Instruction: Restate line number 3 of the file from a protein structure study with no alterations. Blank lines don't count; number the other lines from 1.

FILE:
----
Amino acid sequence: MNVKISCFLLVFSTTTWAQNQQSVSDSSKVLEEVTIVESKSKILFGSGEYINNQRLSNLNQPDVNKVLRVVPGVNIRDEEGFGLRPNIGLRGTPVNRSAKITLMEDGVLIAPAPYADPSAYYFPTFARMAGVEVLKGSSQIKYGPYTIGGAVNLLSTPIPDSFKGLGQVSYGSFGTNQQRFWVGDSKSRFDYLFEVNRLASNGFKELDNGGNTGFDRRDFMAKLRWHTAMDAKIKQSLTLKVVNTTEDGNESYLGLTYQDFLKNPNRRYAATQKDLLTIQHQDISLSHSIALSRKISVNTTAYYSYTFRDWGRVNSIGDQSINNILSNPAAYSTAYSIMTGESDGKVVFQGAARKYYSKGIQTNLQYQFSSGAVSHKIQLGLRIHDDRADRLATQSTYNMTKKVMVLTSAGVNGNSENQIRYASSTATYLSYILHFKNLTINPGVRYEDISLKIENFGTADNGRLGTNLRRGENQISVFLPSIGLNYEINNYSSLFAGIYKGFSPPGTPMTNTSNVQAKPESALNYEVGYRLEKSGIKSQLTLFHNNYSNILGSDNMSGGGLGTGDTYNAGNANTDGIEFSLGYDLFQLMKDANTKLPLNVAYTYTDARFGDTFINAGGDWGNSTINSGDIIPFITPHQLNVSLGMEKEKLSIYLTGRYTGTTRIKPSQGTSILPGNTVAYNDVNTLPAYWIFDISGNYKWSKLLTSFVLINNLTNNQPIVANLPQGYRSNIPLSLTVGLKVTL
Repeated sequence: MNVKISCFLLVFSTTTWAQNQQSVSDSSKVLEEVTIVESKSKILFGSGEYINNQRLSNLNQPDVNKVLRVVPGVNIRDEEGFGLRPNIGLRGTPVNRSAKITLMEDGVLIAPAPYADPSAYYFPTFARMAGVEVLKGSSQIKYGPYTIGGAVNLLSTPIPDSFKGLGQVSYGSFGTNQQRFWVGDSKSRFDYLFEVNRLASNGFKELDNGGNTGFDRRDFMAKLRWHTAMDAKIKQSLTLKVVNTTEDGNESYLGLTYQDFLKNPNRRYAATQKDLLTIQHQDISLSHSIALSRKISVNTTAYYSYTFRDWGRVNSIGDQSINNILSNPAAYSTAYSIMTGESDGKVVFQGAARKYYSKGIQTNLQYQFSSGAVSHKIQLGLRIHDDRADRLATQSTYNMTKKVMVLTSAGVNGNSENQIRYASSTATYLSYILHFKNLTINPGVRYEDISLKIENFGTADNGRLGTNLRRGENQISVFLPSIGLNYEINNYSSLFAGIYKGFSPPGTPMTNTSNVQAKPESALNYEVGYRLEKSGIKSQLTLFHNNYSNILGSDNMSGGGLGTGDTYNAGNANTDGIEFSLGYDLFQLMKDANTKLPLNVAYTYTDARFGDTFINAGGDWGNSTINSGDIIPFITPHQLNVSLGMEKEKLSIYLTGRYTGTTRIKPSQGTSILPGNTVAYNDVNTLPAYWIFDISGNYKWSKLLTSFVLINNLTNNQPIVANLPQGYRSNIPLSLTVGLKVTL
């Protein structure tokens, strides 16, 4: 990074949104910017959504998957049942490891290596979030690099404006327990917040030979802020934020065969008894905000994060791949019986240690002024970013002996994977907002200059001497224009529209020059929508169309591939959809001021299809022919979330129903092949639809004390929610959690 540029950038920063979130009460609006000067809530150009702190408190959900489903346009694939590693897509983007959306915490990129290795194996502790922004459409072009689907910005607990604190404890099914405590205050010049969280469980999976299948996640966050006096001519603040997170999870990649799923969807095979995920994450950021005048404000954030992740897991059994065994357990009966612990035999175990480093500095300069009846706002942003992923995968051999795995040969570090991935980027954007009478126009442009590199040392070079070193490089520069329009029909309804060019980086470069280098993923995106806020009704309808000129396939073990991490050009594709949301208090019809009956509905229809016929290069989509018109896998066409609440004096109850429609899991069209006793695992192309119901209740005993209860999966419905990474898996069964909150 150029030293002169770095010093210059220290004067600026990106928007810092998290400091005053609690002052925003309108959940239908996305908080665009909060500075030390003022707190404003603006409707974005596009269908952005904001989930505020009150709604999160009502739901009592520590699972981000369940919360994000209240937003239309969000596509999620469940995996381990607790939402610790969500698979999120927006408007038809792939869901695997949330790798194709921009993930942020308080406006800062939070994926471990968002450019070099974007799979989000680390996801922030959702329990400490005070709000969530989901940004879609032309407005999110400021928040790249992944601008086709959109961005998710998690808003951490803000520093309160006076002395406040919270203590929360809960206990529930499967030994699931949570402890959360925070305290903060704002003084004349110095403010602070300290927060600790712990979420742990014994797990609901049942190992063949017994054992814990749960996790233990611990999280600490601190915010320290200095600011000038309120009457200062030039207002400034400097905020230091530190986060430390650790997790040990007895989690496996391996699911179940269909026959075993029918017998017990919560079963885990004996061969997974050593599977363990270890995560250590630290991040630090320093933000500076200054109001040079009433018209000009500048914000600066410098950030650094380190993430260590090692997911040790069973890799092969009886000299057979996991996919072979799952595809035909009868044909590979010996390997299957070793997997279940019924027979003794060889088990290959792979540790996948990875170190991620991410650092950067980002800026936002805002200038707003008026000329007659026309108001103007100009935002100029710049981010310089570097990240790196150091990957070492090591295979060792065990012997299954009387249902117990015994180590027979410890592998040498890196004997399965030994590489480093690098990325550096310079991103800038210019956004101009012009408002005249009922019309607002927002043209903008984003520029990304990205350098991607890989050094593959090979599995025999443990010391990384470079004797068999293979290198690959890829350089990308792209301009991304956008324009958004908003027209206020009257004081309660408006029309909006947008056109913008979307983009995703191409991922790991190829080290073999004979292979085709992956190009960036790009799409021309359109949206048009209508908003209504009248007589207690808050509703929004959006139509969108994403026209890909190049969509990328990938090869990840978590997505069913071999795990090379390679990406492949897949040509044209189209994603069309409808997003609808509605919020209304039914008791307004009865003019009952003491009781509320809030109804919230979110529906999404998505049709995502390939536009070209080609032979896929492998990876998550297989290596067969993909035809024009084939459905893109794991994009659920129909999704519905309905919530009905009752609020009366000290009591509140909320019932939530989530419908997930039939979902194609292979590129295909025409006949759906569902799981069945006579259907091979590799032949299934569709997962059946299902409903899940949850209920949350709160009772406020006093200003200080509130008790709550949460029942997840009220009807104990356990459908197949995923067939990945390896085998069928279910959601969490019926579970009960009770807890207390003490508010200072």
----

């Protein structure tokens, strides 16, 4: 990074949104910017959504998957049942490891290596979030690099404006327990917040030979802020934020065969008894905000994060791949019986240690002024970013002996994977907002200059001497224009529209020059929508169309591939959809001021299809022919979330129903092949639809004390929610959690 540029950038920063979130009460609006000067809530150009702190408190959900489903346009694939590693897509983007959306915490990129290795194996502790922004459409072009689907910005607990604190404890099914405590205050010049969280469980999976299948996640966050006096001519603040997170999870990649799923969807095979995920994450950021005048404000954030992740897991059994065994357990009966612990035999175990480093500095300069009846706002942003992923995968051999795995040969570090991935980027954007009478126009442009590199040392070079070193490089520069329009029909309804060019980086470069280098993923995106806020009704309808000129396939073990991490050009594709949301208090019809009956509905229809016929290069989509018109896998066409609440004096109850429609899991069209006793695992192309119901209740005993209860999966419905990474898996069964909150 150029030293002169770095010093210059220290004067600026990106928007810092998290400091005053609690002052925003309108959940239908996305908080665009909060500075030390003022707190404003603006409707974005596009269908952005904001989930505020009150709604999160009502739901009592520590699972981000369940919360994000209240937003239309969000596509999620469940995996381990607790939402610790969500698979999120927006408007038809792939869901695997949330790798194709921009993930942020308080406006800062939070994926471990968002450019070099974007799979989000680390996801922030959702329990400490005070709000969530989901940004879609032309407005999110400021928040790249992944601008086709959109961005998710998690808003951490803000520093309160006076002395406040919270203590929360809960206990529930499967030994699931949570402890959360925070305290903060704002003084004349110095403010602070300290927060600790712990979420742990014994797990609901049942190992063949017994054992814990749960996790233990611990999280600490601190915010320290200095600011000038309120009457200062030039207002400034400097905020230091530190986060430390650790997790040990007895989690496996391996699911179940269909026959075993029918017998017990919560079963885990004996061969997974050593599977363990270890995560250590630290991040630090320093933000500076200054109001040079009433018209000009500048914000600066410098950030650094380190993430260590090692997911040790069973890799092969009886000299057979996991996919072979799952595809035909009868044909590979010996390997299957070793997997279940019924027979003794060889088990290959792979540790996948990875170190991620991410650092950067980002800026936002805002200038707003008026000329007659026309108001103007100009935002100029710049981010310089570097990240790196150091990957070492090591295979060792065990012997299954009387249902117990015994180590027979410890592998040498890196004997399965030994590489480093690098990325550096310079991103800038210019956004101009012009408002005249009922019309607002927002043209903008984003520029990304990205350098991607890989050094593959090979599995025999443990010391990384470079004797068999293979290198690959890829350089990308792209301009991304956008324009958004908003027209206020009257004081309660408006029309909006947008056109913008979307983009995703191409991922790991190829080290073999004979292979085709992956190009960036790009799409021309359109949206048009209508908003209504009248007589207690808050509703929004959006139509969108994403026209890909190049969509990328990938090869990840978590997505069913071999795990090379390679990406492949897949040509044209189209994603069309409808997003609808509605919020209304039914008791307004009865003019009952003491009781509320809030109804919230979110529906999404998505049709995502390939536009070209080609032979896929492998990876998550297989290596067969993909035809024009084939459905893109794991994009659920129909999704519905309905919530009905009752609020009366000290009591509140909320019932939530989530419908997930039939979902194609292979590129295909025409006949759906569902799981069945006579259907091979590799032949299934569709997962059946299902409903899940949850209920949350709160009772406020006093200003200080509130008790709550949460029942997840009220009807104990356990459908197949995923067939990945390896085998069928279910959601969490019926579970009960009770807890207390003490508010200072």